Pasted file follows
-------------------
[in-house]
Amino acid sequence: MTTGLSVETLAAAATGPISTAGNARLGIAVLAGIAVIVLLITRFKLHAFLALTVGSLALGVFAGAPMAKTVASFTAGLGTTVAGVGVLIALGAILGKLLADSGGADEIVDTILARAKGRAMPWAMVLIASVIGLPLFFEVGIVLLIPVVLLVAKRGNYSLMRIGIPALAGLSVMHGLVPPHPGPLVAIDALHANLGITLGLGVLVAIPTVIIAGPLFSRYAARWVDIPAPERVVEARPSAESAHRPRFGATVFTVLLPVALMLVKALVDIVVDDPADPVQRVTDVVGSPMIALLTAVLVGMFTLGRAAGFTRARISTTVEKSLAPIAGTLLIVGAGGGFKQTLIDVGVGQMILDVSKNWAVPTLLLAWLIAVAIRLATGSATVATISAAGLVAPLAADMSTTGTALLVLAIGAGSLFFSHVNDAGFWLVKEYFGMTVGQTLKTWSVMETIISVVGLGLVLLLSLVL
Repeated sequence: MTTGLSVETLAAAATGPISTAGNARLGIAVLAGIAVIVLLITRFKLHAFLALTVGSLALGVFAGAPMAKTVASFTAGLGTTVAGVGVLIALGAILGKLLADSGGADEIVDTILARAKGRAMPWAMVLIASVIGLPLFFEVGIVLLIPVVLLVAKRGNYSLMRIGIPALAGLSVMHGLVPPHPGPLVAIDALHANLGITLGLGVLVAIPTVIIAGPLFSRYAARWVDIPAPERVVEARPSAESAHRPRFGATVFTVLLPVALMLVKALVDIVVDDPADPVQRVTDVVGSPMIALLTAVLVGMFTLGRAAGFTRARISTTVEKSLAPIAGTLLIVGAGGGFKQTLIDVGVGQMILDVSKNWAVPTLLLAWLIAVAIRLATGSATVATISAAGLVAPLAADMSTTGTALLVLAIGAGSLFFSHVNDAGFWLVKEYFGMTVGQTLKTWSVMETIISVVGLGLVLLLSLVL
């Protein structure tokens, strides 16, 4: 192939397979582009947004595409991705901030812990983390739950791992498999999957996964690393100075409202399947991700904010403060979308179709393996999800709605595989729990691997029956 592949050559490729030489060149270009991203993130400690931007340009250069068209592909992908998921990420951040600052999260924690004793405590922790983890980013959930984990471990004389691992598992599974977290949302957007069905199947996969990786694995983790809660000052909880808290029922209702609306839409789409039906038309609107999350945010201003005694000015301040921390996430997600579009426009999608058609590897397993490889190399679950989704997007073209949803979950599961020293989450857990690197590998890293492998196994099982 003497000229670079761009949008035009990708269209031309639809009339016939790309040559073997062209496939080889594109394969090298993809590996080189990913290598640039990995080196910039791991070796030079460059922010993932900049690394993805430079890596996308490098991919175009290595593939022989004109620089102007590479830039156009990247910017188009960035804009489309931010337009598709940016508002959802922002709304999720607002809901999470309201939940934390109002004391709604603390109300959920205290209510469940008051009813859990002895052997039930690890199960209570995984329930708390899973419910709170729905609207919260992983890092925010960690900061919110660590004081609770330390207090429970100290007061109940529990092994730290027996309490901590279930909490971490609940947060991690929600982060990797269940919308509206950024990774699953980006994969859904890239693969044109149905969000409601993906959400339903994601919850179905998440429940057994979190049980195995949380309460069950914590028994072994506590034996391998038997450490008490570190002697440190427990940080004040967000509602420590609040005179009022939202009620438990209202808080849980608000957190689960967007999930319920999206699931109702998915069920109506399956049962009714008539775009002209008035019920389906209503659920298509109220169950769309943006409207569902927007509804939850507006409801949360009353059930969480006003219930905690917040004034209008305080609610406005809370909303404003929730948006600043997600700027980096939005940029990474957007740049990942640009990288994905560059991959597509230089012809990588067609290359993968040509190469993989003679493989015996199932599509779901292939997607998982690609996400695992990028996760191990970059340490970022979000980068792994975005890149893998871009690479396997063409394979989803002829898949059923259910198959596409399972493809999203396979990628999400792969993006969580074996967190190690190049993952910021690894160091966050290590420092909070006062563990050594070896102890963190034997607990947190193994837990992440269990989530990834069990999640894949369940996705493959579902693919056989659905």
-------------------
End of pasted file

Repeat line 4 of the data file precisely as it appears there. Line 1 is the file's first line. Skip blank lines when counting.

């Protein structure tokens, strides 16, 4: 192939397979582009947004595409991705901030812990983390739950791992498999999957996964690393100075409202399947991700904010403060979308179709393996999800709605595989729990691997029956 592949050559490729030489060149270009991203993130400690931007340009250069068209592909992908998921990420951040600052999260924690004793405590922790983890980013959930984990471990004389691992598992599974977290949302957007069905199947996969990786694995983790809660000052909880808290029922209702609306839409789409039906038309609107999350945010201003005694000015301040921390996430997600579009426009999608058609590897397993490889190399679950989704997007073209949803979950599961020293989450857990690197590998890293492998196994099982 003497000229670079761009949008035009990708269209031309639809009339016939790309040559073997062209496939080889594109394969090298993809590996080189990913290598640039990995080196910039791991070796030079460059922010993932900049690394993805430079890596996308490098991919175009290595593939022989004109620089102007590479830039156009990247910017188009960035804009489309931010337009598709940016508002959802922002709304999720607002809901999470309201939940934390109002004391709604603390109300959920205290209510469940008051009813859990002895052997039930690890199960209570995984329930708390899973419910709170729905609207919260992983890092925010960690900061919110660590004081609770330390207090429970100290007061109940529990092994730290027996309490901590279930909490971490609940947060991690929600982060990797269940919308509206950024990774699953980006994969859904890239693969044109149905969000409601993906959400339903994601919850179905998440429940057994979190049980195995949380309460069950914590028994072994506590034996391998038997450490008490570190002697440190427990940080004040967000509602420590609040005179009022939202009620438990209202808080849980608000957190689960967007999930319920999206699931109702998915069920109506399956049962009714008539775009002209008035019920389906209503659920298509109220169950769309943006409207569902927007509804939850507006409801949360009353059930969480006003219930905690917040004034209008305080609610406005809370909303404003929730948006600043997600700027980096939005940029990474957007740049990942640009990288994905560059991959597509230089012809990588067609290359993968040509190469993989003679493989015996199932599509779901292939997607998982690609996400695992990028996760191990970059340490970022979000980068792994975005890149893998871009690479396997063409394979989803002829898949059923259910198959596409399972493809999203396979990628999400792969993006969580074996967190190690190049993952910021690894160091966050290590420092909070006062563990050594070896102890963190034997607990947190193994837990992440269990989530990834069990999640894949369940996705493959579902693919056989659905």